Over the years Fundamentalism has turned God into the ultimate magician. God will fix that, do this, and heal this or that. This alone has set up the war between faith and science. God created us with a mind and the ability to think. As we learn and grow we can, and will, do more things that seem astounding. Jesus is quoted at one point saying, “These things I have done you will do and even greater things.” Yup, that will happen when we use our God-given brains to think.
God is not a puppet master. If anything, God may be a chess master. This game of chess is a little different. God is not interested in taking our King, because God has already given us God’s. So it is all about the moves that are made in the game (life). We make a move; God makes a move in response. This is the way we prepare for our next spiritual step. It is called growth. Growth does not come without experience, choice and the consequences of those choices. Owning one’s faith lets us take responsibility for our actions without playing the blame game or having a puppet master.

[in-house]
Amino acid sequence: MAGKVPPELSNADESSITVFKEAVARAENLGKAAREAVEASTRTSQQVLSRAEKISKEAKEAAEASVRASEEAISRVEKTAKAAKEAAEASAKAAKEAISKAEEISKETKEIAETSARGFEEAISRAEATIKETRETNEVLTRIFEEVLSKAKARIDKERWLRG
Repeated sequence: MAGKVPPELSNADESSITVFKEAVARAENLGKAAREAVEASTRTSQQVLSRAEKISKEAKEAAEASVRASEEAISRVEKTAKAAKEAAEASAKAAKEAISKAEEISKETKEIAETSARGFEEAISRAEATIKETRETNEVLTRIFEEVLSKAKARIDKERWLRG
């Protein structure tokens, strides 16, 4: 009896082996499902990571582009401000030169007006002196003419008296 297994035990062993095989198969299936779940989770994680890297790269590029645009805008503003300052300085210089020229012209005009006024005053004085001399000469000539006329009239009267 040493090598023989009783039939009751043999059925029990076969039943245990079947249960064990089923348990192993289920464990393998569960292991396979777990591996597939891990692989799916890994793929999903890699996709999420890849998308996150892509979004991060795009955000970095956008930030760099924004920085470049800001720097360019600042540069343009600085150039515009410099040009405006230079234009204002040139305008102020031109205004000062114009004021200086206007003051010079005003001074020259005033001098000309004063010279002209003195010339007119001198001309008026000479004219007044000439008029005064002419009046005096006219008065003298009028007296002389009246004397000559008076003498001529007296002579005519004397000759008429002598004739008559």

2) “Do not commit murder” applies to the courts, the state, the feds and most assuredly all people.
Jesus could not have been clearer when he is recorded as saying, “Let the first one without sin cast the first stone.” Sin is recognized as any thought, word or deed that separates you from God. Well who has not done that? There is no twisting this folks; we are not supposed to be in the business of killing folks. We can give all the excuses we want, however it is pretty clear renters of the faith can justify killing, owners of the faith cannot. Couple this teaching with the whole concept of forgiveness and my point is made.
1) Ultimately we will be measured by who we feed, dress, give drink to and/or visit, not by some “sinner’s prayer.”
I am amazed at the smoke and mirrors the institutional church has used over the years. They have come up with all kinds of rules to be obeyed, directives to be followed and even prayers to be said to get into heaven. This completely ignores what the man they claim to follow said about the subject. Read Matthew 25:31-46 for yourself, but suffice it to say when one owns their faith this will be the focus of their life rather then a whole host of things which grab us now.
So as we move through how can you (we) have a much better year despite the challenges? Tearing up the rental agreement we have with our faith and taking ownership of it would be a good place to start.